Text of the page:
The Lost Sunrise

In 1996 my daughter and my first wife and I took a family vacation to Australia. I’d been there several times on mission trips, starting in 1991, but this was the first time to be there without any responsibilities, and it was a wonderful time to catch up with friends I’d made over the years as well as to revisit familiar places and see new sights.

It was also a great time for taking photographs, and I still have an album–a thick one–full of them. Although it would be difficult–maybe impossible–to pick a favorite picture from that album, one of my favorites has actually been missing for a number of years: a sunrise over the ocean at Port Douglas.

Why? Why is it missing, you ask.

I used to have a big poster made from my print of that photo, but when my first wife moved to another state, the poster (and all of the negatives) inadvertently went with her. It’s entirely possible they were later destroyed in a flooded basement.

But what about the print that used to be in the photo album?

In my desire to have another poster made from the original, Kathleen and I headed to a camera store with my only print copy of that sunrise in a brown envelope. Unfortunately, neither of us thought to close the envelope. Can you imagine our shock when we opened the envelope while heading down the hall towards the camera store and found that the picture had fallen out somewhere?

Panic! We must’ve searched every inch of the path we’d taken, but to no avail. We’d lost it. Forever.

Hadn’t I scanned a copy at some point in time, though?


But the only copy I could find is so small and of such low resolution that another print could never be made from it, much less a good-sized poster. I tried using software that is supposed to help with problems like that, but it didn’t work. Not sufficiently well.

So this little picture is the best one I have…the only one I have. If you click on it, you’ll see it the same size you do now.

It’s no wonder I’ve almost become a fanatic about sunrise pictures (and making sure I have good digital versions stored in multiple locations.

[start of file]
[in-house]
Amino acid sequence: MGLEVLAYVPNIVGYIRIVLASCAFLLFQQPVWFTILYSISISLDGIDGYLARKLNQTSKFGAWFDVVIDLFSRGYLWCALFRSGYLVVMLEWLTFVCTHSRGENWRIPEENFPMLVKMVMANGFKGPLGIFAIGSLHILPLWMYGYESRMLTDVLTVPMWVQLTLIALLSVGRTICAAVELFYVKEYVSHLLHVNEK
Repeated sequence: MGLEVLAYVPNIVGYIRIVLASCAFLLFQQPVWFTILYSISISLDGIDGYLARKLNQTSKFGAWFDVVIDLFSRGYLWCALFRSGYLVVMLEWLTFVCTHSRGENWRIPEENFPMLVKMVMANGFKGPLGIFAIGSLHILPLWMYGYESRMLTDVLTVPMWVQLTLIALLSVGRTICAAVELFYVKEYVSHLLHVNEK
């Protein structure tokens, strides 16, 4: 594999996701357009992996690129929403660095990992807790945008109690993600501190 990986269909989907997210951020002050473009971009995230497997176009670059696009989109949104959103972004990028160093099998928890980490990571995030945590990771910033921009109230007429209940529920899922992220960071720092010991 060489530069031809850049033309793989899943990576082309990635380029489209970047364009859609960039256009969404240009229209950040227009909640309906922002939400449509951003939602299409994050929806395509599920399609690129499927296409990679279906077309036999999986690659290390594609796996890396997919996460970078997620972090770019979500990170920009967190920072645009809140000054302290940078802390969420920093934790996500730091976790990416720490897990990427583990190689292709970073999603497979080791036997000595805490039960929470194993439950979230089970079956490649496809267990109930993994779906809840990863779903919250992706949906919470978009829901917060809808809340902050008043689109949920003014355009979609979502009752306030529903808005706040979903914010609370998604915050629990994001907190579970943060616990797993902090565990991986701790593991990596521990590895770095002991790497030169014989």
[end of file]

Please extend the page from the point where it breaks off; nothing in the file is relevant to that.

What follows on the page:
This photo, taken at Sandbridge, Virginia, is probably my current favorite.

I’ve also become fond of sunsets–perhaps because of the symbolism relating to growing older. This is my current favorite.

Do you enjoy taking pictures? What’s your favorite subject? Have you ever lost a photo that was extra-special–or perhaps had a very special picture turn out horribly? How about sharing a comment?

I’ll be back again next Sunday. If you’d like to receive my posts by email, go to “Follow Blog via Email” at the upper right.

Best regards,

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It’s a Small World After All

I doubt that many people who’ve been to Disneyland or Disney World left without having their fill of the song “It’s a Small World After All.” Personally, I’m still sick of it!

But that doesn’t mean I’m not conscious of “small world coincidences.” Let me share a few I know about.

Karen was one of the young ladies in the Baptist Student Union at Frostburg State College (now University). That’s in western Maryland, if you’re not familiar with it. I graduated in 1968. In 1984, when we moved to Richmond, Virginia, we joined the church Karen’s father had once pastored.

Okay, that wasn’t a huge “small world” illustration. Let me try again.

One Black Friday while I was still working at Target, I’d been stuck in Electronics; I’d never worked that area before. Let me tell you–that’s a busy place on Black Friday! One customer looked at my name tag, which only said, “Roger.” Then she asked, “Is your last name Bruner?”

Lo and behold, she was a former English student of mine from two hundred miles away and more than thirty years after I taught her.

And do you know what was really weird? She recognized me by my voice!

I used to have a good friend in Australia. At that time she was working for an American company that did business in Oz. She told me about a friend she had in America and one she had in South Africa. Somehow she learned that those two people were friends with one another–and it had nothing to do with their friendships with her.

That was pretty wild, wasn’t it?

Then there’s the lady I used to work with. This was at least twenty or twenty-five years ago. She told the story of baby sitting at the home of a song writer in Memphis when the doorbell rang. The song writer was getting ready to go out, so this lady answered the door, only to be facing Elvis face-to-face.

She was so shocked that she closed the door and went to find the song writer, who assured her it was okay to let Elvis in. He was so pleased at being treated like a regular person that he invited the baby sitter to a meal at Graceland. That was before he’d fixed it up as much as he did later.

He sent a limo to pick her up, and after the meal they sat in the entertainment room looking through old photo albums.

In 2003 I married Kathleen. Several years later I learned that one of her sisters-in-law was one of the kids being baby sat that evening while her dad–song writer, musician, and recording engineer Stan Kesler–went out.

Stan is still alive, but in poor health. I feel blessed to have met him.

Do you have a “small world” experience you’d like to share? I’d love to hear it.

I’ll be back again next Sunday. If you’d like to receive my posts by email, go to “Follow Blog via Email” at the upper right.

Best regards,